FIRST, go and watch this 60s ad, then come back to the post – trust me, it’ll make more sense (ad opens in new window):
Pretty great, eh? The challenge I have is that they specifically asked you to do something, then through a curve-ball at you, and made you feel bad that you didn’t do something they also expected you to do but didn’t tell you about…
Yes, I agree, it is difficult to see something when you’re not looking for it, and never did I imagine to look for a break-dancing bear. Yet, at the same time I wasn’t supposed to. I was asked to count the number of times the white team made a pass. It’s like asking you to count the number of times you check your email, oh, and did you notice how many times the letter “a” was used anywhere in your email program? No, and why would I? It was never part of the process to begin with.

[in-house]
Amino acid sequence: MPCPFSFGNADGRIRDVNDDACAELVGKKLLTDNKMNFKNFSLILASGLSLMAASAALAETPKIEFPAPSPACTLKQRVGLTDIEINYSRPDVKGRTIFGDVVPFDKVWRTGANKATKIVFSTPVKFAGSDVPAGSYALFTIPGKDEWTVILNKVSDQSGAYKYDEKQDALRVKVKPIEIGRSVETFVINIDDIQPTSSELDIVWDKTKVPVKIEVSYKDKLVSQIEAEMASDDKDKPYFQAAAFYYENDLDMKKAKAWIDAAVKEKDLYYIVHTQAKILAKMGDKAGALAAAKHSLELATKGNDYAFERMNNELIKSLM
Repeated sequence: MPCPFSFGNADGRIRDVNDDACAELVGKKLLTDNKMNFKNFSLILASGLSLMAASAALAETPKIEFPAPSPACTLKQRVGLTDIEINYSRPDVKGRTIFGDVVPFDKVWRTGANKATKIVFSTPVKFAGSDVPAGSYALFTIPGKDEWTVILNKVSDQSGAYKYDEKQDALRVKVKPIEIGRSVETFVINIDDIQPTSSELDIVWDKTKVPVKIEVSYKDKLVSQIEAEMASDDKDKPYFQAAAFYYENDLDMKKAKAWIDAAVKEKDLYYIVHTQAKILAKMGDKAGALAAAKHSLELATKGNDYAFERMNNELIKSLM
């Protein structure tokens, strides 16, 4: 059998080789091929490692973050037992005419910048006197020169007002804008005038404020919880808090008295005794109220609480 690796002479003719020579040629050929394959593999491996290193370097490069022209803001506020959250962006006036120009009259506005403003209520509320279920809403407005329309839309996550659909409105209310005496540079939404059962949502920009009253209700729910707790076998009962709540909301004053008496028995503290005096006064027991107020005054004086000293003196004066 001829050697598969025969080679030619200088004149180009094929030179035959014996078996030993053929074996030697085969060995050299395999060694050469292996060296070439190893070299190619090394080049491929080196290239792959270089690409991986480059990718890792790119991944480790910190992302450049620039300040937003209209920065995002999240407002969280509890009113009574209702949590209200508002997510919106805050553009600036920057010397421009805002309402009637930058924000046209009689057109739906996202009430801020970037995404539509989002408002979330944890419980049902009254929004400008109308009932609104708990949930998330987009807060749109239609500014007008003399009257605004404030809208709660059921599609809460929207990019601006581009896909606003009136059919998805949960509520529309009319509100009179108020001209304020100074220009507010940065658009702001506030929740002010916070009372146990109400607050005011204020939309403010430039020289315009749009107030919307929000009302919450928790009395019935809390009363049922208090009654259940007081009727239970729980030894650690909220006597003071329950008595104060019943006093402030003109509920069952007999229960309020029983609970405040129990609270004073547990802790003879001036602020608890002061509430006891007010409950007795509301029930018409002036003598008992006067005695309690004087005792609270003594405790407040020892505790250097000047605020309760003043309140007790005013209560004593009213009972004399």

I see the message that they are trying to make – watch out for cyclists on the roads. Right, got that, but wait, isn’t that part of driving? If they were to ask you to count the number of passes, AND notice the dancing bear it would be a different situation – especially if you didn’t notice the bear too (when told to) which is exactly what is happening on the roads – which is the whole issue.
Watching for cyclists, pedestrians, other cars, kids, dogs, old men with hats, people on cell phones, etc. etc.. IS PART OF DRIVING. It’s the people who don’t notice cyclists, and are dismissive about it falling under the responsibility of the driver to notice – these are the people who should be slapped in the face. Don’t slap the ones who count the number of passes or notice cyclists, thereby doing exactly what they’re supposed to do.
Nod to sensibilid(ad)